Here at The Archibald Project we care about all aspects of orphan care. However, one trend in the Western World that we have noticed is an increase in uneducated international adoption. While we understand the need for adoption we believe it should always be the last resort an organization seeks for a child's life. Before we get swept up in the emotions of the beautiful stories below, please read the following information.
If you or someone you know desires to move forward with an international adoption please carefully consider the following advice:
1.) Before you sign an agreement with any agency ask them - What portion of your payments are sent directly to orphanages and do the orphanages you work with receive funding per child they place in an international adoption? ~ How do you hold your international partners accountable for finances and ethics? ~ How do you ensure that the children you are facilitating adoptions for actually need to be adopted and do not have family members who want them? ~ Can I hire a 3rd party to investigate the orphanage and child I am matched with? ~ Does anyone benefit financially in the U.S. when a child is adopted internationally? (ex. end of year bonus or commission like pay based on number of adoptions one facilitates.)
2.) Ask yourself WHY you want to adopt internationally. There are over 400,000 children in the U.S. Foster Care system in the United States and over 94,000 children in the system in the U.K. It is not bad to desire to adopt internationally but we have seen that healthy and honest adoption practices are not set up for vulnerable children and families in many developing countries. There is a high chance if you adopt from the continent of Africa you are adopting a child with: brothers and sisters, one or both alive parents who desire to parent their children. If you truly want to help a child living in an orphanage just think what help you could bring if you took the thousands of dollars spent on international adoption and donated them to organizations who are supporting birth mothers and fathers to keep their children in their families...if this thought bothers you we humbly challenge you do question you root motivation of wanting to adopt internationally in the first place. ("But how do I find an organization doing this type of work in a country I've never been to?" Helpful tip: search for EXPATS who live in the country you are seeking to adopt from and reach out. Ask if they have ever heard of ethical organizations working to keep families. We promise, you will pretty much always be able to find someone from your country who is up to date on orphan care organizations to trust, it just may take some internet investigation on your part.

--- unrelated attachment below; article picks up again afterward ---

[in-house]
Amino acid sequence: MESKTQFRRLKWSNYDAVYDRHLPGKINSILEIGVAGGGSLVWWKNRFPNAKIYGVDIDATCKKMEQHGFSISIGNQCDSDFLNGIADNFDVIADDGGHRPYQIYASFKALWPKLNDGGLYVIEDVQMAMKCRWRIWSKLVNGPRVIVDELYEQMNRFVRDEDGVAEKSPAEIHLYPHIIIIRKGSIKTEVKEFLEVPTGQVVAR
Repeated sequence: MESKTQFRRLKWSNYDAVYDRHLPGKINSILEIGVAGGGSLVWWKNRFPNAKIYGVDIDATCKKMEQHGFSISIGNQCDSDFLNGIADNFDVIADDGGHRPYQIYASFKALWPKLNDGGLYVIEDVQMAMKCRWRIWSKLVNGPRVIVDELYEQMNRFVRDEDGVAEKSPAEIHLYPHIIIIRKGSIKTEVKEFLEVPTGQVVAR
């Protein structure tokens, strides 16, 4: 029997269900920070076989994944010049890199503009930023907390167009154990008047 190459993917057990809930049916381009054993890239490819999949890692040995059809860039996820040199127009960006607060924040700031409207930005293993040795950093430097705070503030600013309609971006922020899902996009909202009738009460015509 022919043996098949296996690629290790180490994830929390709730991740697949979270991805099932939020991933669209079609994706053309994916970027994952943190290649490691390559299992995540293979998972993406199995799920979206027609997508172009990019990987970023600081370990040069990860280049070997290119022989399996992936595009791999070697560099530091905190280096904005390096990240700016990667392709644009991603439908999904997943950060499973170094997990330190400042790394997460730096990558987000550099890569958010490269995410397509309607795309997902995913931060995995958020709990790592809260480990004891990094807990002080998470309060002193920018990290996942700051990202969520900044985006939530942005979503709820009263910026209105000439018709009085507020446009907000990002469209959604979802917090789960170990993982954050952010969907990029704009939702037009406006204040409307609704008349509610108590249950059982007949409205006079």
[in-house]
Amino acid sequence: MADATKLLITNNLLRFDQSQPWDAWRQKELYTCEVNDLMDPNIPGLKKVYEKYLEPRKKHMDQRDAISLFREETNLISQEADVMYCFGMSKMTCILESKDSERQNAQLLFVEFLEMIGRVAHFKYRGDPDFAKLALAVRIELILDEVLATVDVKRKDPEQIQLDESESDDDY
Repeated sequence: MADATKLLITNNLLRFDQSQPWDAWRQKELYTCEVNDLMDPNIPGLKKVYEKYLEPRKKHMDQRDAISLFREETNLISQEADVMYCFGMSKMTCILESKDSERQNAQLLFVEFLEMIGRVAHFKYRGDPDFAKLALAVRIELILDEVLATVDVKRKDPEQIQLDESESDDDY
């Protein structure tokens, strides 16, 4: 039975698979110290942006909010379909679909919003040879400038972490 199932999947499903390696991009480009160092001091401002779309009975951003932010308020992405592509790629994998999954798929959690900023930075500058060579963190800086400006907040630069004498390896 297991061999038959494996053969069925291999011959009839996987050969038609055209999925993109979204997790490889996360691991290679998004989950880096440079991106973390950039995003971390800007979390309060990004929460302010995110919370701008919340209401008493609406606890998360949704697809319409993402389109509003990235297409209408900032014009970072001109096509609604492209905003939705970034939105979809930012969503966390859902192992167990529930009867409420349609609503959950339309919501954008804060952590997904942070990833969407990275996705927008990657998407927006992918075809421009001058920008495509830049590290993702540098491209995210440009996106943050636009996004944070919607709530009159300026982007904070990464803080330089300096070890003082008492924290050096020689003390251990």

The following adoptions are through organizations we believe in and who seek to truly honor birth families and their vulnerable children. We do our background work and only document adoptions that are ethical and in the best interest of the child.